Response to the June 18th School Board Meeting
We were disappointed that the school board ignored our request to answer two simple questions regarding alternatives to the disastrous cuts being planned for music, PE, and library/media. Please note that these questions were *not* just asked verbally in the meeting, but rather submitted in writing the weekend before. Any one of these alternatives would have balanced the budget while saving high-quality, comprehensive education for 38,000 students in the Beaverton School District.
The alternatives are: 1) Do not add NEW programs and 2) INCREASE furlough days.
Alternative #1: NEW Programs
The district plans to add 19.9 NEW instructional assistants (NOT licensed teachers, but classified staff) to supervise technology “class.” The IAs do not hold a teaching license, so they will not be allowed to introduce any new information, but only supervise the students during their time in the computer lab. The district also plans to add 32.5 RTI (Response to Intervention) positions. These are certified teachers who spend some of their time working with small groups of students who need extra help, then spend the other part of their time leading collaboration efforts amongst classroom teachers. RTI was implemented over the past two years using federal stimulus funds. Those funds have since dried up. We believe RTI is an unproven program that should not be sustained given the current budget shortfall and the cost to other programs—namely losing 1/3 of our music program, 1/3 of PE, and ALL teacher-librarians K-12. The price tag for these new tech and RTI positions: $4.75M.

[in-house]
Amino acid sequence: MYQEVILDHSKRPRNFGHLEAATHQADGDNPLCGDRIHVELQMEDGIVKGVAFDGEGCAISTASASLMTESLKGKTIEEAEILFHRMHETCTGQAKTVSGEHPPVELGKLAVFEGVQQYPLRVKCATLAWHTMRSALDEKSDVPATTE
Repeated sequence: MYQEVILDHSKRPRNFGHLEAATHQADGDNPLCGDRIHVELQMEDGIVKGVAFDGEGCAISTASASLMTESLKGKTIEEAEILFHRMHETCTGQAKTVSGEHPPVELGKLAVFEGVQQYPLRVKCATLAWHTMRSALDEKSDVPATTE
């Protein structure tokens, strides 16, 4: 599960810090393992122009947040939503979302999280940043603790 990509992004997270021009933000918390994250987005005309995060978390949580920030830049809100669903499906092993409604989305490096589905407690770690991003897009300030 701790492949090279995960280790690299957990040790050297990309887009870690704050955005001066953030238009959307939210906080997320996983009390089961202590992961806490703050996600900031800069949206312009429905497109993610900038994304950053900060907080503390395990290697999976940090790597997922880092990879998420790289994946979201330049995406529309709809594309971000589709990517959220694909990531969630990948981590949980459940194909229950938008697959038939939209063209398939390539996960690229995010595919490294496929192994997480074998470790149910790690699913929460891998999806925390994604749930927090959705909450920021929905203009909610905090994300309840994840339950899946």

Alternative #2: Furlough Days
The district surveyed the community in a series of budget teaching sessions this past February. Both staff and parents were overwhelmingly in favor of 10 furlough days (cutting days from the school year to cut costs) to balance the budget. However, for some reason as yet unknown, the district ignored the input it claimed to have sought, and the furlough days negotiated with the teacher’s union amounted to only 5. Once this contract was ratified, the school board claims they had no option to add more days—the contract was binding. At the time of the vote, however, teachers did not have all of the information about program allocations yet. They were informed that a veto to the contract would mean reverting back to a standard contract, losing all 5 negotiated furlough days and laying off even more teachers. We believe the negotiation and ratification process was negligent and coercive. We believe that teachers, now that they know the program cuts that are being planned, would gladly vote for more furlough days to save programs for students and reduce class size. It is our understanding that contracts can be renegotiated if both sides agree to do so. Our request was that the board simply ask the BEA if they would consider a renegotiation to add furlough days. This could be done by putting out an official survey to certified teachers including all relevant information. Each additional furlough day would save the district approximately $1.2M. One furlough day could bring back all of the 18 music teachers the district plans to cut. An additional 3 could bring back library/media specialists and another 1 furlough day could bring back PE.